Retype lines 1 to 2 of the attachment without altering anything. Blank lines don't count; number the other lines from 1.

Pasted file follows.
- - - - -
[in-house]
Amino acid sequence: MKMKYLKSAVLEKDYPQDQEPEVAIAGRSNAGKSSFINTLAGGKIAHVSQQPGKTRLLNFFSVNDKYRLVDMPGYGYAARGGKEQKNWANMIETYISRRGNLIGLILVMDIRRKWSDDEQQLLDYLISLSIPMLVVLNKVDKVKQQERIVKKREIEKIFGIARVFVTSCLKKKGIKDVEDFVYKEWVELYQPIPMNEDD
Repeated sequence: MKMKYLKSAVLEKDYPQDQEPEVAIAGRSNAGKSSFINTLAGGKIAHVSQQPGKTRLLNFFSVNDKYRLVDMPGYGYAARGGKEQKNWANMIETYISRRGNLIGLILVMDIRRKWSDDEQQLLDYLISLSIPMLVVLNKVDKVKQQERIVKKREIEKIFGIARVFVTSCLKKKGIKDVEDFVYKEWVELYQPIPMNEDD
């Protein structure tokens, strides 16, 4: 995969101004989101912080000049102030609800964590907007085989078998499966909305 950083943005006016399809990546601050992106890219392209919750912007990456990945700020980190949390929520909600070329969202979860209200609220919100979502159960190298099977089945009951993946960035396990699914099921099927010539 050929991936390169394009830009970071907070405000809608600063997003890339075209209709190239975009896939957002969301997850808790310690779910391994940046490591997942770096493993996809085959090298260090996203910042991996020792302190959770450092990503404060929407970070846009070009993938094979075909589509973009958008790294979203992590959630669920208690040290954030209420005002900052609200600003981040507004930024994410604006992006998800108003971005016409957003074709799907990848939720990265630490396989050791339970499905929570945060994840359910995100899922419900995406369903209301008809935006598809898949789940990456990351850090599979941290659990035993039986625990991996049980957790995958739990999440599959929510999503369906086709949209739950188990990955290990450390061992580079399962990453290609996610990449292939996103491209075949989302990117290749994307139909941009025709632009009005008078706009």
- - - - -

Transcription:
[in-house]
Amino acid sequence: MKMKYLKSAVLEKDYPQDQEPEVAIAGRSNAGKSSFINTLAGGKIAHVSQQPGKTRLLNFFSVNDKYRLVDMPGYGYAARGGKEQKNWANMIETYISRRGNLIGLILVMDIRRKWSDDEQQLLDYLISLSIPMLVVLNKVDKVKQQERIVKKREIEKIFGIARVFVTSCLKKKGIKDVEDFVYKEWVELYQPIPMNEDD